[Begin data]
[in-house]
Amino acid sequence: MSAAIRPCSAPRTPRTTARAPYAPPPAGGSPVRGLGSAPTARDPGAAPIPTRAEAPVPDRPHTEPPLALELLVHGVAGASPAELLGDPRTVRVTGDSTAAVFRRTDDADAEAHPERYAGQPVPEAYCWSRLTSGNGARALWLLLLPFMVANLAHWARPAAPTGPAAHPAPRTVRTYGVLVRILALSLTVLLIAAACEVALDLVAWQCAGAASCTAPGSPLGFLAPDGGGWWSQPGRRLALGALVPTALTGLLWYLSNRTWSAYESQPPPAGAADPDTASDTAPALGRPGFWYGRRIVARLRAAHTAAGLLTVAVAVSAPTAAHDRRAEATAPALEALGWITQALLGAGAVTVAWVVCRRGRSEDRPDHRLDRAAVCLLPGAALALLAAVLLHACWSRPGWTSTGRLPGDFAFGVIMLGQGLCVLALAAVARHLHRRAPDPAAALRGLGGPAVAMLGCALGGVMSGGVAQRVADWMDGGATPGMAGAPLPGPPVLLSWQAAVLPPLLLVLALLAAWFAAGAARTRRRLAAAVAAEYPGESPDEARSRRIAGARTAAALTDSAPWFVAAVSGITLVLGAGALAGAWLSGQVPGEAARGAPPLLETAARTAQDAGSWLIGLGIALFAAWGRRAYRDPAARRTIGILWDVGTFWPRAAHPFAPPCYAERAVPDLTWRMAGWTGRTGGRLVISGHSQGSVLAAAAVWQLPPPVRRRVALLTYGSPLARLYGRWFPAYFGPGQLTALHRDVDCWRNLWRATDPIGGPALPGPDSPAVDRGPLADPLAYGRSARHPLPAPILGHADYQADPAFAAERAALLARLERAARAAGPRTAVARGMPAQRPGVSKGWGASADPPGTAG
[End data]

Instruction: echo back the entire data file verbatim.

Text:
[in-house]
Amino acid sequence: MSAAIRPCSAPRTPRTTARAPYAPPPAGGSPVRGLGSAPTARDPGAAPIPTRAEAPVPDRPHTEPPLALELLVHGVAGASPAELLGDPRTVRVTGDSTAAVFRRTDDADAEAHPERYAGQPVPEAYCWSRLTSGNGARALWLLLLPFMVANLAHWARPAAPTGPAAHPAPRTVRTYGVLVRILALSLTVLLIAAACEVALDLVAWQCAGAASCTAPGSPLGFLAPDGGGWWSQPGRRLALGALVPTALTGLLWYLSNRTWSAYESQPPPAGAADPDTASDTAPALGRPGFWYGRRIVARLRAAHTAAGLLTVAVAVSAPTAAHDRRAEATAPALEALGWITQALLGAGAVTVAWVVCRRGRSEDRPDHRLDRAAVCLLPGAALALLAAVLLHACWSRPGWTSTGRLPGDFAFGVIMLGQGLCVLALAAVARHLHRRAPDPAAALRGLGGPAVAMLGCALGGVMSGGVAQRVADWMDGGATPGMAGAPLPGPPVLLSWQAAVLPPLLLVLALLAAWFAAGAARTRRRLAAAVAAEYPGESPDEARSRRIAGARTAAALTDSAPWFVAAVSGITLVLGAGALAGAWLSGQVPGEAARGAPPLLETAARTAQDAGSWLIGLGIALFAAWGRRAYRDPAARRTIGILWDVGTFWPRAAHPFAPPCYAERAVPDLTWRMAGWTGRTGGRLVISGHSQGSVLAAAAVWQLPPPVRRRVALLTYGSPLARLYGRWFPAYFGPGQLTALHRDVDCWRNLWRATDPIGGPALPGPDSPAVDRGPLADPLAYGRSARHPLPAPILGHADYQADPAFAAERAALLARLERAARAAGPRTAVARGMPAQRPGVSKGWGASADPPGTAG